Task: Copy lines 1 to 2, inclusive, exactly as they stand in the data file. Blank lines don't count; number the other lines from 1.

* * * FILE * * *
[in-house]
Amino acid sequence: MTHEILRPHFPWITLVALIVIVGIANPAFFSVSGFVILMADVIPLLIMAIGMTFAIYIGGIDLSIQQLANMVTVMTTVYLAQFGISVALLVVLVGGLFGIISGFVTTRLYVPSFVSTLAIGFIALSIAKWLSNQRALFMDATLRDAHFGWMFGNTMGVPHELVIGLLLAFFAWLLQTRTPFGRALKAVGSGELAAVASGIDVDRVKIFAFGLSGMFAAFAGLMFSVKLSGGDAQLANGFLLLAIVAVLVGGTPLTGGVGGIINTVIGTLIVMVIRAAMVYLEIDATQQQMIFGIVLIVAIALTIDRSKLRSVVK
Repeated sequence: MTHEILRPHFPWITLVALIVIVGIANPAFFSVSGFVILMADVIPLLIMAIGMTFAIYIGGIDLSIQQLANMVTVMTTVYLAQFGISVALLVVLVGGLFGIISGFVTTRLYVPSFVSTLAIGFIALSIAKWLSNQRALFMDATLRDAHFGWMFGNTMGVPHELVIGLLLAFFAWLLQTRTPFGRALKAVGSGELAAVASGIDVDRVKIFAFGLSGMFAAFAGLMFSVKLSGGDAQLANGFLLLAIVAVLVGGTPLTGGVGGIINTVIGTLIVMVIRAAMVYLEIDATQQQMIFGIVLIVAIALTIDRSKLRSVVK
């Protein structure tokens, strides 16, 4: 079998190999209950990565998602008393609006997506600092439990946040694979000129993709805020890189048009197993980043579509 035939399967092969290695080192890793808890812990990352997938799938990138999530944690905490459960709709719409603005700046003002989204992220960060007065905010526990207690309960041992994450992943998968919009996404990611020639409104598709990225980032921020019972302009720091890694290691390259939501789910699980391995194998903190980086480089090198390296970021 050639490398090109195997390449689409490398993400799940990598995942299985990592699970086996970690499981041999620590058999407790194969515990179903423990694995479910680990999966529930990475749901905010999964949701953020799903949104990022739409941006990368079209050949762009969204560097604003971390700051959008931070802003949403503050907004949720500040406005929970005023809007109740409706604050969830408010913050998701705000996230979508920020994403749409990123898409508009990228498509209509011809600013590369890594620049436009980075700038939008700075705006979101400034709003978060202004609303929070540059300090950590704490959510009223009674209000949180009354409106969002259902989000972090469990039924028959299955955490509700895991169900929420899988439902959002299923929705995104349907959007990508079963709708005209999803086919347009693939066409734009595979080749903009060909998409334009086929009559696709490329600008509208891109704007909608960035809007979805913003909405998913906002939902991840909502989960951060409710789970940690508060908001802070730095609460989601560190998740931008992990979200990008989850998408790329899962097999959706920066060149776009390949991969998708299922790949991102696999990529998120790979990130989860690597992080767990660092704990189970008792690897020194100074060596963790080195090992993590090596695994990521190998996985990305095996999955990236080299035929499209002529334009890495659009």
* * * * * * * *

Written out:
[in-house]
Amino acid sequence: MTHEILRPHFPWITLVALIVIVGIANPAFFSVSGFVILMADVIPLLIMAIGMTFAIYIGGIDLSIQQLANMVTVMTTVYLAQFGISVALLVVLVGGLFGIISGFVTTRLYVPSFVSTLAIGFIALSIAKWLSNQRALFMDATLRDAHFGWMFGNTMGVPHELVIGLLLAFFAWLLQTRTPFGRALKAVGSGELAAVASGIDVDRVKIFAFGLSGMFAAFAGLMFSVKLSGGDAQLANGFLLLAIVAVLVGGTPLTGGVGGIINTVIGTLIVMVIRAAMVYLEIDATQQQMIFGIVLIVAIALTIDRSKLRSVVK